Suicide prevention in our communities

By: Sara McHaffie

September is Suicide Prevention Month and September 10th in particular is World Suicide Prevention day. We at Amina MWRC encourage you to take this opportunity to see what’s happening in your local area. You might be able to learn about suicide prevention and intervention which could help you in your work. You might be able to learn more about factors which are linked to suicide, which can end stigma and can mean our communities are better at supporting those at risk.

Image shows the word compassion with two people talking under an umbrella, in between two other people on each side
Source: Healthscotland.scot’s digital media pack

Suicide and suicidal thoughts can affect any of us, no matter our strength of character nor strength of faith. We might not suffer ourselves but our loved ones might, and it’s important that they know it’s ok to talk to us and seek support.

Poorna lost her husband to suicide and her community was not as supportive as they could have been, after her loss. “After Rob’s death, nobody felt comfortable directly talking about how he died. On some level I knew this before, but it is one thing to know something and another to experience it. The silence was deafening.”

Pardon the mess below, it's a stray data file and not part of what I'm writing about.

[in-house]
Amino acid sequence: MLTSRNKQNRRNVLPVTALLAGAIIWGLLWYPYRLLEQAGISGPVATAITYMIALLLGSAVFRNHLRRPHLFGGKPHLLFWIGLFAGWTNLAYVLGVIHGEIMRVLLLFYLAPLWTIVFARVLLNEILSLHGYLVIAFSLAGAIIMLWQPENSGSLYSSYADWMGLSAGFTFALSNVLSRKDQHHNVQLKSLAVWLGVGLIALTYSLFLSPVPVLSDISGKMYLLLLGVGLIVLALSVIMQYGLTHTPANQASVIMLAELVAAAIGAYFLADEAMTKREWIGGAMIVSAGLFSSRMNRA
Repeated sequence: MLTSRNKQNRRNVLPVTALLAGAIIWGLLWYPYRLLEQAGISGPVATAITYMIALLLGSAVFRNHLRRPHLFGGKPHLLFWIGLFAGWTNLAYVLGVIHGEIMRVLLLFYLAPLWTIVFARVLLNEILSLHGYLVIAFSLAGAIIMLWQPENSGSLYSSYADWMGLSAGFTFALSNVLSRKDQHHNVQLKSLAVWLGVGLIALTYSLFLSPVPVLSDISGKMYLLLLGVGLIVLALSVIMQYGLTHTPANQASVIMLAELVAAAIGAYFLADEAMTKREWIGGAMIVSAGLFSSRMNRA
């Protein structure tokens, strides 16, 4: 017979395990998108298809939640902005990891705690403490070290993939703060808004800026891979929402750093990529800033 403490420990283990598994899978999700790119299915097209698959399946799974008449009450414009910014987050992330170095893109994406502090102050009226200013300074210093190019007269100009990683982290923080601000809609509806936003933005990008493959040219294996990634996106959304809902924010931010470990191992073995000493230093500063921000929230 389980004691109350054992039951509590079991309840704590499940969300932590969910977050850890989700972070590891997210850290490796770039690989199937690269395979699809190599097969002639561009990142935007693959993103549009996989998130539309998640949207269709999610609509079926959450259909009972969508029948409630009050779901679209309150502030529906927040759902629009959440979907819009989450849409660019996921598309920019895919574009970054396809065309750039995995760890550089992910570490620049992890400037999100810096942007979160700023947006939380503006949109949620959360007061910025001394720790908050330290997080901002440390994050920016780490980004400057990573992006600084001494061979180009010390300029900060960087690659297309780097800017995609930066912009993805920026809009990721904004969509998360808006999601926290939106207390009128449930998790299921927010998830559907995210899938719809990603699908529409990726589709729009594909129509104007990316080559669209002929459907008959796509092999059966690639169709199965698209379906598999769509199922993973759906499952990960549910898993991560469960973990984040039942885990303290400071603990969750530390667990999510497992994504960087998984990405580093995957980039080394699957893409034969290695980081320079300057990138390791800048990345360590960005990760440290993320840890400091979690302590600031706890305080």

This article tells of a rapper named Mona Haydar who lost a female friend to suicide, and of Bassema who lost her cousin.

This foundation was started after one man died through suicide in 2014. His partner campaigns to ensure that fewer people feel the shame and fear of isolation that may have contributed to Naz’s death.

Domestic abuse can be a factor in suicide. Sadly Emily Drouet died through suicide following physical and emotional abuse from her then boyfriend. Her mother now campaigns against domestic abuse among students and has made a real difference already.

We all have our own views about suicide, often informed by our faith and personal experiences. Nevertheless we can learn how to build supportive communities that can reduce the risk of suicide and also reduce mental ill-health. Follow this link to find some resources and make time to watch the film Ask, Tell, Save a Life which includes the fact that 2 people every day are lost to suicide.

We also have a Helpline that can act as a listening ear and signposting service to Muslim/BME women. It is available Monday through Friday 10AM to 4PM by calling 0808 801 0301 or on our website through online chat. We also have dedicated young women’s Helpline hours on Wednesdays between 6 and 9PM. Our Shaykh on the Helpline is a monthly service, and the Alima on the Helpline is weekly. Please watch our social media pages for updated information on when those services will run each week/month.

Next Article

Support AMINA

Want to support our work? Here is how you can get involved!